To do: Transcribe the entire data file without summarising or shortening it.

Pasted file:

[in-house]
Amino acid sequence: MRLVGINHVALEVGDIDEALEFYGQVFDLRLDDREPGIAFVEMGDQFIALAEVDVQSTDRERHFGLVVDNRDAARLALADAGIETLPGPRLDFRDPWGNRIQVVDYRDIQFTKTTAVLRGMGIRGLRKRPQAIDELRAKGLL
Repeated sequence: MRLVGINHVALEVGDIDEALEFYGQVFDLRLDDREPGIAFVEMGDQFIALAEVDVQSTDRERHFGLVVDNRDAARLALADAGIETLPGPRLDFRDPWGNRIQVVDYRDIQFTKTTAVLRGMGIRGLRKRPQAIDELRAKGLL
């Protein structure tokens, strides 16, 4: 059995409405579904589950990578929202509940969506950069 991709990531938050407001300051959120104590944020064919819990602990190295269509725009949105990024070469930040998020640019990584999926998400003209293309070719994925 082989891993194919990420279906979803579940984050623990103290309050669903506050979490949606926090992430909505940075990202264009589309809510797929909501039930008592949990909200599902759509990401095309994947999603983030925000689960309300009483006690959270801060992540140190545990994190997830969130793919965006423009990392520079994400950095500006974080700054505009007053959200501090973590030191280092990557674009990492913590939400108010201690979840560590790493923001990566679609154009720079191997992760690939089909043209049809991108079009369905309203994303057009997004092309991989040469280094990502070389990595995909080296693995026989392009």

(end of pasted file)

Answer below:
[in-house]
Amino acid sequence: MRLVGINHVALEVGDIDEALEFYGQVFDLRLDDREPGIAFVEMGDQFIALAEVDVQSTDRERHFGLVVDNRDAARLALADAGIETLPGPRLDFRDPWGNRIQVVDYRDIQFTKTTAVLRGMGIRGLRKRPQAIDELRAKGLL
Repeated sequence: MRLVGINHVALEVGDIDEALEFYGQVFDLRLDDREPGIAFVEMGDQFIALAEVDVQSTDRERHFGLVVDNRDAARLALADAGIETLPGPRLDFRDPWGNRIQVVDYRDIQFTKTTAVLRGMGIRGLRKRPQAIDELRAKGLL
């Protein structure tokens, strides 16, 4: 059995409405579904589950990578929202509940969506950069 991709990531938050407001300051959120104590944020064919819990602990190295269509725009949105990024070469930040998020640019990584999926998400003209293309070719994925 082989891993194919990420279906979803579940984050623990103290309050669903506050979490949606926090992430909505940075990202264009589309809510797929909501039930008592949990909200599902759509990401095309994947999603983030925000689960309300009483006690959270801060992540140190545990994190997830969130793919965006423009990392520079994400950095500006974080700054505009007053959200501090973590030191280092990557674009990492913590939400108010201690979840560590790493923001990566679609154009720079191997992760690939089909043209049809991108079009369905309203994303057009997004092309991989040469280094990502070389990595995909080296693995026989392009």